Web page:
We all belong to the Fuji Cult and we extol the virtues of our XT 1 and the X100 series, and the incredible sharpness of the lenses and the extraordinary color, and how much fun we are having with photography again. And we all know that the Fuji Flash EF-42 sucks, right? Nobody wants it, it’s underpowered, has no sync socket, too many limitations to be worthwhile. Yet, the only TTL is with the EF-42 and the Yongnuo 622C, except that’s too small to put good light modifiers on. Instead of complaining and arguing about the EF-42 limitations, I’ve been using it to see what I can make it do. Does the power or system compare to Nikon, Canon or Phottix? No. Does it have a good operating system with options? No. Does the TTL work? Yes, and amazingly well!
I teach a lot of lighting and portrait classes and I have gear, well, a lot of it. I’ve tried various systems and triggers and every light modifier out there and made my own. My favorite is my Paper Plate modifier, but that’s another article.
Dave Nightingale (another Fuji X Team Photographer and writer here at Fuji Love) and I lead a Photo Tour to Venice Carnival (http://www.chromasia.com/training/events/venice_2_16.php) every year. We always do demos, hire models in costume and get out and shoot the costumers at dawn in St. Mark Square, which is an out of body experience! This year I decided that in addition to all the fancy flashes and accessories, I would spend a morning with just the Fuji EF-42 and one of my favorite attachments, the Rogue Grid. (www.expoimaging.com) I love all the Rogue products, like the Flashbender, and the grid is fabulous for creating spotlights and drama. Venice Carnival is the perfect place to use this.
All of the photos here were done with just the EF-42 mounted on the camera TTL with the Rogue Grid, simple and easy. I am balancing the strobe and ambient light, dragging the shutter, and I’ll give you all the settings. All the images but the last one were shot on the XT1 and the last one on the X100s.
Boom! This first image was just the right place and right time and being prepared. I had to ask her to stay with me since she was just about to leave, and only managed to make three images, the first one I forgot to turn on the flash, then I popped of two more before she was gone. All is I need is one, right?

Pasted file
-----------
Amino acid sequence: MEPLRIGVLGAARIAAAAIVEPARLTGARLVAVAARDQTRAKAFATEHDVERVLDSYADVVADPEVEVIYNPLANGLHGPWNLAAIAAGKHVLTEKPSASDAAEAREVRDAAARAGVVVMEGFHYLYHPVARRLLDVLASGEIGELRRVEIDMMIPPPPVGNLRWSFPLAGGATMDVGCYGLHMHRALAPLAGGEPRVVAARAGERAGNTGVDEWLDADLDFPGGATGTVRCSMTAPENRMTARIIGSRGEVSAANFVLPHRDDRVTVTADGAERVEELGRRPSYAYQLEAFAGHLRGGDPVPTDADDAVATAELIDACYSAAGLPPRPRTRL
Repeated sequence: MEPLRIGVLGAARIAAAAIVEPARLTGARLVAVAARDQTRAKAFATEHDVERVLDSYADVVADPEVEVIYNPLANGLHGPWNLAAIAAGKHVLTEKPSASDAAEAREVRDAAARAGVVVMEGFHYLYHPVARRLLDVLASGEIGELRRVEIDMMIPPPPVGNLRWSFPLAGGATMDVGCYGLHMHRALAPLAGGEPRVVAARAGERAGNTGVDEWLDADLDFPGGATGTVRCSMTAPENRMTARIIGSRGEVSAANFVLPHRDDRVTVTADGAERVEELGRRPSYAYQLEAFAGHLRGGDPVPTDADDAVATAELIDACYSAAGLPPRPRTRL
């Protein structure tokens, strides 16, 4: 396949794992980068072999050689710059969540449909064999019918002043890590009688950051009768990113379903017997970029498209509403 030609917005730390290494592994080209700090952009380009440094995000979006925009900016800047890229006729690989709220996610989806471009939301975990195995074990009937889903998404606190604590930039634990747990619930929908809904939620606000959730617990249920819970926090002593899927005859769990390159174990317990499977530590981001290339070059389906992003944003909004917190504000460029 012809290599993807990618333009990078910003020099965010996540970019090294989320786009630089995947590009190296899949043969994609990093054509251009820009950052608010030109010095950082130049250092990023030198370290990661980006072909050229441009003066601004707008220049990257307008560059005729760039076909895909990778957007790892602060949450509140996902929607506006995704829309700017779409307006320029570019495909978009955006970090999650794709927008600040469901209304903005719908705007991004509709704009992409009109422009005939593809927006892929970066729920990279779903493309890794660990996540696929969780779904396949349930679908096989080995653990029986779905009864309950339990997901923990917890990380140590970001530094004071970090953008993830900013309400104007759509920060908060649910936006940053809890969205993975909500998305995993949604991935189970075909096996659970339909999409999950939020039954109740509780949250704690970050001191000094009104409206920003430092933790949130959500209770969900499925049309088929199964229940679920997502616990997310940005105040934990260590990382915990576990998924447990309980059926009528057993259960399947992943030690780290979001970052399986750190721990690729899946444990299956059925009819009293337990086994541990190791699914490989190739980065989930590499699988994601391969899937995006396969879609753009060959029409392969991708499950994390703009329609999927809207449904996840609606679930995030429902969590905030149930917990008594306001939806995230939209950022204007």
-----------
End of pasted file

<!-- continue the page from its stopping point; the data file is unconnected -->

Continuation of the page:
ISO 200 f8 1/180. The sun was just rising so it was getting brighter, and I needed increase the strobe power because the sky was getting brighter. Since the grid is direct and hard, there is plenty of power.
The next one was before dawn, just some light in the sky, shot at ISO 500, f 3.6 and 1/15. This shows off the effect of the grid way more than the first images, but damn, I love that first image! This one is mysterious, the spotlight on her and the hint of location behind her. It helps that she’s all in gray. The grid is tricky because you have to make sure that it’s pointed exactly where you want, or you can just light up the dress, or miss the face. The Rogue grid has three options of size, and this one is the smallest coverage while the first one is the largest.
I love dragging the shutter and doing all kinds of weird things to shake up the background: zooming, shaking, panning, spinning, etc. Some techniques work better than others but it’s easy to try anything and learn how fast you need to move the camera. I’ve found the shutter speeds that are the most effective are 1/15 to ½. Anything slower and there will be too much blur, anything faster and not enough time to make a blur. So it’s a constant rearranging of ISO and f stops to find the right balance. On this next shot the ISO is 320, f 3.6 and 1/15. Always start the zoom before you hit the shutter and fire the flash. You will notice here that it’s the smaller grid, and I purposely pointed it at just one of the subjects so as to let the back person have less emphasis.
Getting to St. Mark’s early is important because as soon as the sky has enough brightness to safely walk around, they turn off the street lights. I pre-visualized this image and was afraid I wasn’t going to have time to get my subjects in place. I pointed the grid slightly off to camera left because I wanted the feeling the she was lit more by the streetlight, and not have the flash feeling as strong. This is early, so ISO 1000, f 3.2 1/15. Hand held and zoomed wide to 22 mm. There is just a short time that the light in the sky and the streetlights are about the same exposure value. Notice all the photographers in the background!
The last shot was done with the X100s, shot at ISO 200, f4 1/640! Yes, it’s a leaf shutter so you can sync at any shutter speed! This shot was after the sun was up, lots of light in the sky so I needed that fast shutter speed in order to balance the exposure with the flash, and then actually underexpose the sky for more drama. Here’s where making sure that flash is pointed exactly where you want since she is off center. I did several shots just fine tuning the pointing of the flash.
Did I mention that the TTL works great? I am amazed at how accurate the exposure is and only in a few instances did I have to use the + or – buttons to compensate. The other advantage is that the EF-42 is small and lightweight so easy to pack and carry.
All of these examples are with the flash on camera. If you want to get it off camera, it will only work on the manual setting. I use the Phottix Ares radio remotes, just “dumb” triggers, but immensely reliable and very reasonable in price. I have heard that you can use some Canon flash cords, which have the same pin placement as Fuji. Syl Arena makes his own cords: http://ocfgear.com/
I haven’t tried them yet, but I’ve heard it might be a great way to do TTL off camera. In the meantime, get out there, shoot and have fun!